As a characteristic of modern society, the Internet has led to an information revolution and has become an essential information resource. Most patients use the Internet to gather information about their health problems, treatment options and even to check the credentials of their treating physicians. This paper presents results of a cross-sectional study (n=375) with online cancer patients. Results demonstrated that using the Internet health web sites is a characteristic of individuals with high levels of education and income. Most of the respondents were Caucasian women. Results are indicative of a larger social pattern that gender based digital divide in regards to utilization of health information web sites has narrowed down. However, race, education, and income based digital divide still characterized the sample. Finally, the data showed that older adults still lag behind the younger cohorts of Internet health web site users. This paper concludes with a discussion of some potential strategies that can be taken to reduce the digital divide and increase digital diversity.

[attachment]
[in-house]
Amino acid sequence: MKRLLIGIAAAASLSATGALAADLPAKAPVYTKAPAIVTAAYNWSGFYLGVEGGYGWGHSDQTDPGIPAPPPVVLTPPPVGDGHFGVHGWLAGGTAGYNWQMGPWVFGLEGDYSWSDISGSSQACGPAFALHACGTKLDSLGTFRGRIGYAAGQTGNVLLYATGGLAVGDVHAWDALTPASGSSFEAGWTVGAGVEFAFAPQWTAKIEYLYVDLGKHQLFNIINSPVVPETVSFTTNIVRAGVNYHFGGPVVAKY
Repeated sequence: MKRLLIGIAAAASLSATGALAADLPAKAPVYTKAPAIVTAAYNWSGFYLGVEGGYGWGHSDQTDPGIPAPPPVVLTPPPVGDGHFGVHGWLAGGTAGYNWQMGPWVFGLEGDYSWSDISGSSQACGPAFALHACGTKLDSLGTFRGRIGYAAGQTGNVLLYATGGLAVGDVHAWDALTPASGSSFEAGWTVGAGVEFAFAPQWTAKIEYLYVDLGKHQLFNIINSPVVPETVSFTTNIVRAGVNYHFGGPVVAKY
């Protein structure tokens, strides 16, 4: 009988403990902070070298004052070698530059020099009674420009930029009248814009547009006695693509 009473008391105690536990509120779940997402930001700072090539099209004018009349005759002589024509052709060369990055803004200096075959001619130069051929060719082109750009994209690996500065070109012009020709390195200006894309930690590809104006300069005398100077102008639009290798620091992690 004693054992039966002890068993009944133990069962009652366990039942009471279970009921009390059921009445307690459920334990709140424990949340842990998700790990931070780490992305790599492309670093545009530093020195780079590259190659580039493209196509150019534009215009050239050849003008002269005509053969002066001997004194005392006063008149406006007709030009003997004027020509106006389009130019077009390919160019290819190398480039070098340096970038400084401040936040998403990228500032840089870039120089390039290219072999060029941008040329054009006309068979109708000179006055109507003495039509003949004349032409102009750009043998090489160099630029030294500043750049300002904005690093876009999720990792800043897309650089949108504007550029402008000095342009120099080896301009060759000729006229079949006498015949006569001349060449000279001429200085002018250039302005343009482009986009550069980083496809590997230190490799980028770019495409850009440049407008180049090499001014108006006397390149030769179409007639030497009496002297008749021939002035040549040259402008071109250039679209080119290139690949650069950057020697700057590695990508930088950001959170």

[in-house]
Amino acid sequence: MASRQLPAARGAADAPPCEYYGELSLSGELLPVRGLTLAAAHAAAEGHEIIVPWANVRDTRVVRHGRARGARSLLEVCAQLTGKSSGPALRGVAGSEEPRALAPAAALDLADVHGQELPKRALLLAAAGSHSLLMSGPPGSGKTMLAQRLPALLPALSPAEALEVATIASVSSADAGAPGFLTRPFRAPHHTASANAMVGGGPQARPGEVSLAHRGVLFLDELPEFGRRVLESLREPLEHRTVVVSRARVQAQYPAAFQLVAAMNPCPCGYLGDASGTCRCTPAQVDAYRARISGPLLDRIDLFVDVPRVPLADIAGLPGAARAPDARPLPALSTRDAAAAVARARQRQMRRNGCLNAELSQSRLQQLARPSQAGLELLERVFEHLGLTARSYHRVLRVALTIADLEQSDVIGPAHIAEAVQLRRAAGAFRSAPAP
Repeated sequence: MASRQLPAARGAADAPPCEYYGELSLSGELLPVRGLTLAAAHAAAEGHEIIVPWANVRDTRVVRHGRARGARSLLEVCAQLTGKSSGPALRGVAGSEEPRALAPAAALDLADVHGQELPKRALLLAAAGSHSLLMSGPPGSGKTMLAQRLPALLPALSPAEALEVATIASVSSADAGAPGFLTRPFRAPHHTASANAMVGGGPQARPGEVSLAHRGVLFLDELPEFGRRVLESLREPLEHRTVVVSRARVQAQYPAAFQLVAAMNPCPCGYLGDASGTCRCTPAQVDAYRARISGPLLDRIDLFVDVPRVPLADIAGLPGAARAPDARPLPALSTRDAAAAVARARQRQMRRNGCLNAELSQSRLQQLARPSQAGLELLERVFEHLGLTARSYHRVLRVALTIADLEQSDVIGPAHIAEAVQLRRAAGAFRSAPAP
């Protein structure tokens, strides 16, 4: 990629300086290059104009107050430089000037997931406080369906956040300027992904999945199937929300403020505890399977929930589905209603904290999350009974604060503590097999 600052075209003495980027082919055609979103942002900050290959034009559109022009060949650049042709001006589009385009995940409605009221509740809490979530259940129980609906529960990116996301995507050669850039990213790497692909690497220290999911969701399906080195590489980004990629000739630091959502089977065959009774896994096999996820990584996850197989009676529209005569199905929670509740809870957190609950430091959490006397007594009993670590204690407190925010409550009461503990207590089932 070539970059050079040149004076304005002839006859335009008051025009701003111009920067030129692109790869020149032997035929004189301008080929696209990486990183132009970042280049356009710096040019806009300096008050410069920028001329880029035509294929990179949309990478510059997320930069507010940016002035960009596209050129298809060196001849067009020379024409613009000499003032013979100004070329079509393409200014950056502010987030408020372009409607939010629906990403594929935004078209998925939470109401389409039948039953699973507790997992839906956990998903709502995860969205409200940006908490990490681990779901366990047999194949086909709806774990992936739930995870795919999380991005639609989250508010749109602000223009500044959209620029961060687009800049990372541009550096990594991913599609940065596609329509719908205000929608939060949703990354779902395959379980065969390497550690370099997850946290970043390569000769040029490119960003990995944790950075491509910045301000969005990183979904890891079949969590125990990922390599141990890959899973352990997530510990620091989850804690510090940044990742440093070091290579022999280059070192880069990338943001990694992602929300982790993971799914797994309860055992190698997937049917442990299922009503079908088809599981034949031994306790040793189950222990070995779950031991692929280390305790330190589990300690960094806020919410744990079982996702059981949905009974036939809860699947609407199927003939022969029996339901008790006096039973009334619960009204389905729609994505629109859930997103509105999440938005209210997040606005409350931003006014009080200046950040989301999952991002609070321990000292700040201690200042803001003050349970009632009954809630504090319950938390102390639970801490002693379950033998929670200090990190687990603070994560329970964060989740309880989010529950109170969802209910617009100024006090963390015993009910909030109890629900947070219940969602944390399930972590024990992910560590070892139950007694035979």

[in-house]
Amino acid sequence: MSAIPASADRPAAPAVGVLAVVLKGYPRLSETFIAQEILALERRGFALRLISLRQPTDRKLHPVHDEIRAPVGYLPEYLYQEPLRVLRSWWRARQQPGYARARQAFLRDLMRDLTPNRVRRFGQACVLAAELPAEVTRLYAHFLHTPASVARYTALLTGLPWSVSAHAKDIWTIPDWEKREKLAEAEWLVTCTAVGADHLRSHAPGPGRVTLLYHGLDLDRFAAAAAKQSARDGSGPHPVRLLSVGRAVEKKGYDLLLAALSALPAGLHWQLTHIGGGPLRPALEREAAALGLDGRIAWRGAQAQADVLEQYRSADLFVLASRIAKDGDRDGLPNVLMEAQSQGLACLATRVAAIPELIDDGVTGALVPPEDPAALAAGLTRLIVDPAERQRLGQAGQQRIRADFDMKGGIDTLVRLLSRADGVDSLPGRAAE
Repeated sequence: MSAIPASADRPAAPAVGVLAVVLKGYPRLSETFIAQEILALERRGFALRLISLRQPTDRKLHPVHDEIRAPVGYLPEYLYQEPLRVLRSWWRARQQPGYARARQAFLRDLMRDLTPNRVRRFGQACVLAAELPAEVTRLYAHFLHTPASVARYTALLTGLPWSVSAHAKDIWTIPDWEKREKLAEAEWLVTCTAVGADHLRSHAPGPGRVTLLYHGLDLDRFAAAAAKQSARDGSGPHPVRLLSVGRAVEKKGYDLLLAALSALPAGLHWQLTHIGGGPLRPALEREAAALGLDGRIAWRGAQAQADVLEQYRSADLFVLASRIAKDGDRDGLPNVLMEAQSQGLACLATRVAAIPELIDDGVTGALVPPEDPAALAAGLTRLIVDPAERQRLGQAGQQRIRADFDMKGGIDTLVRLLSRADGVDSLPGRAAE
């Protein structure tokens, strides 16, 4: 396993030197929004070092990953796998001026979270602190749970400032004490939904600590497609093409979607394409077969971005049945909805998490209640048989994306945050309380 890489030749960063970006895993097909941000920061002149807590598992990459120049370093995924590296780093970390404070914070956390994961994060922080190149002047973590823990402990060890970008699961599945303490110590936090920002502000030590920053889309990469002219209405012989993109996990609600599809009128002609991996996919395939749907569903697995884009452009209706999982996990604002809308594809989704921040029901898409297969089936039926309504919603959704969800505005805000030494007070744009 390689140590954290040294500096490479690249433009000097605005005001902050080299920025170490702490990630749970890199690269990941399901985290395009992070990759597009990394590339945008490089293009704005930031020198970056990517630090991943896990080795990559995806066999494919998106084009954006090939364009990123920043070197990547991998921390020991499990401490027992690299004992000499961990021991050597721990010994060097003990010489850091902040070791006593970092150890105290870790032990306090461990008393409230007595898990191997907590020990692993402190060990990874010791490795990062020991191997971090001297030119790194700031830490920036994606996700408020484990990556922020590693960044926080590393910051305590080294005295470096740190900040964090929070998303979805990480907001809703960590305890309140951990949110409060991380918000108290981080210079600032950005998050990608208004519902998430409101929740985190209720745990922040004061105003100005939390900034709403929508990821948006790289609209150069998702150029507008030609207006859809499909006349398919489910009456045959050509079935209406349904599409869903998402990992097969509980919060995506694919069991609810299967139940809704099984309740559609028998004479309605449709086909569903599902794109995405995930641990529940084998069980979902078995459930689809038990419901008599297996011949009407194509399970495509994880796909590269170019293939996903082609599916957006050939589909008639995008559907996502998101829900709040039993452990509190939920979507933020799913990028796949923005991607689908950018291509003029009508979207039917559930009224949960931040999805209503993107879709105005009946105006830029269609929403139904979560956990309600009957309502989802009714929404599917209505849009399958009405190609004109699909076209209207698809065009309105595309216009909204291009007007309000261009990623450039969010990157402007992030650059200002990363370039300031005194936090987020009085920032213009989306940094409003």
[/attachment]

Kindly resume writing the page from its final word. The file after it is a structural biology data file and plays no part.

|Keywords:||Digital, Health, Race, Gender, Age, Social Class, Cancer, Information|
Assistant Professor, Department of Sociology, University of Maryland, Baltimore County (UMBC), Baltimore, Maryland, USA
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